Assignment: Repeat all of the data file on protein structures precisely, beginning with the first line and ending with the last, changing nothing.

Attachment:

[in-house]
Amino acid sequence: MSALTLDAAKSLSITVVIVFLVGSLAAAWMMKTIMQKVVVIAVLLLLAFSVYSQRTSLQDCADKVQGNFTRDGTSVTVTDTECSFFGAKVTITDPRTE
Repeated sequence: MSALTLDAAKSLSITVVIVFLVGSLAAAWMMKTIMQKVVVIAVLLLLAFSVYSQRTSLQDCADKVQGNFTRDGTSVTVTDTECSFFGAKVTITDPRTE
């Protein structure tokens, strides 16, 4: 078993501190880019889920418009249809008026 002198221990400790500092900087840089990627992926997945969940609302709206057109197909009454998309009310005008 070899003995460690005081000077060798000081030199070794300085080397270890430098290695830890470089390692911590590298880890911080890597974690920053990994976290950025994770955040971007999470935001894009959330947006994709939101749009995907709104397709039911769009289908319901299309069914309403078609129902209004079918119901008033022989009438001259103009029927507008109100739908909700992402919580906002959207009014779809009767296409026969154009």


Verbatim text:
[in-house]
Amino acid sequence: MSALTLDAAKSLSITVVIVFLVGSLAAAWMMKTIMQKVVVIAVLLLLAFSVYSQRTSLQDCADKVQGNFTRDGTSVTVTDTECSFFGAKVTITDPRTE
Repeated sequence: MSALTLDAAKSLSITVVIVFLVGSLAAAWMMKTIMQKVVVIAVLLLLAFSVYSQRTSLQDCADKVQGNFTRDGTSVTVTDTECSFFGAKVTITDPRTE
């Protein structure tokens, strides 16, 4: 078993501190880019889920418009249809008026 002198221990400790500092900087840089990627992926997945969940609302709206057109197909009454998309009310005008 070899003995460690005081000077060798000081030199070794300085080397270890430098290695830890470089390692911590590298880890911080890597974690920053990994976290950025994770955040971007999470935001894009959330947006994709939101749009995907709104397709039911769009289908319901299309069914309403078609129902209004079918119901008033022989009438001259103009029927507008109100739908909700992402919580906002959207009014779809009767296409026969154009």